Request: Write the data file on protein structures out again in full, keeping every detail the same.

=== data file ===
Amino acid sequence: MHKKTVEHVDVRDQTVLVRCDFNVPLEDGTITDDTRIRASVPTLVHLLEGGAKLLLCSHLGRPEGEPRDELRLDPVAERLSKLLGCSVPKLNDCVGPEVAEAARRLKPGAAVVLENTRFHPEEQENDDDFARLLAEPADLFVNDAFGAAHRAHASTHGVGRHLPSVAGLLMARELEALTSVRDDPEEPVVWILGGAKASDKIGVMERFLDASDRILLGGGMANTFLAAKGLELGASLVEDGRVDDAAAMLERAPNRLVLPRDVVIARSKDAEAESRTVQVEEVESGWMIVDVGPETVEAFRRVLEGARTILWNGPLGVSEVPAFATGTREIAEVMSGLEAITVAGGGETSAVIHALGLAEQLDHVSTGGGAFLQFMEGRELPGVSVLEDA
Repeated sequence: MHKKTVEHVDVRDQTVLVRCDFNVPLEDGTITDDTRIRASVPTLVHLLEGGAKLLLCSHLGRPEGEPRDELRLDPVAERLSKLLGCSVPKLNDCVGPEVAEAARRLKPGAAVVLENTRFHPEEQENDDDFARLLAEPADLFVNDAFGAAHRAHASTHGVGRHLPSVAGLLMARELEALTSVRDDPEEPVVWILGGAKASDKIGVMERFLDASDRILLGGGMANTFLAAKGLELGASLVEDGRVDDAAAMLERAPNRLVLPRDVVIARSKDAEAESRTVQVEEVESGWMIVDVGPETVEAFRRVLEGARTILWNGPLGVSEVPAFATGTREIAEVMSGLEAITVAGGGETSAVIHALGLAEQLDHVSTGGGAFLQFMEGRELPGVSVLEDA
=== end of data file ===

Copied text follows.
Amino acid sequence: MHKKTVEHVDVRDQTVLVRCDFNVPLEDGTITDDTRIRASVPTLVHLLEGGAKLLLCSHLGRPEGEPRDELRLDPVAERLSKLLGCSVPKLNDCVGPEVAEAARRLKPGAAVVLENTRFHPEEQENDDDFARLLAEPADLFVNDAFGAAHRAHASTHGVGRHLPSVAGLLMARELEALTSVRDDPEEPVVWILGGAKASDKIGVMERFLDASDRILLGGGMANTFLAAKGLELGASLVEDGRVDDAAAMLERAPNRLVLPRDVVIARSKDAEAESRTVQVEEVESGWMIVDVGPETVEAFRRVLEGARTILWNGPLGVSEVPAFATGTREIAEVMSGLEAITVAGGGETSAVIHALGLAEQLDHVSTGGGAFLQFMEGRELPGVSVLEDA
Repeated sequence: MHKKTVEHVDVRDQTVLVRCDFNVPLEDGTITDDTRIRASVPTLVHLLEGGAKLLLCSHLGRPEGEPRDELRLDPVAERLSKLLGCSVPKLNDCVGPEVAEAARRLKPGAAVVLENTRFHPEEQENDDDFARLLAEPADLFVNDAFGAAHRAHASTHGVGRHLPSVAGLLMARELEALTSVRDDPEEPVVWILGGAKASDKIGVMERFLDASDRILLGGGMANTFLAAKGLELGASLVEDGRVDDAAAMLERAPNRLVLPRDVVIARSKDAEAESRTVQVEEVESGWMIVDVGPETVEAFRRVLEGARTILWNGPLGVSEVPAFATGTREIAEVMSGLEAITVAGGGETSAVIHALGLAEQLDHVSTGGGAFLQFMEGRELPGVSVLEDA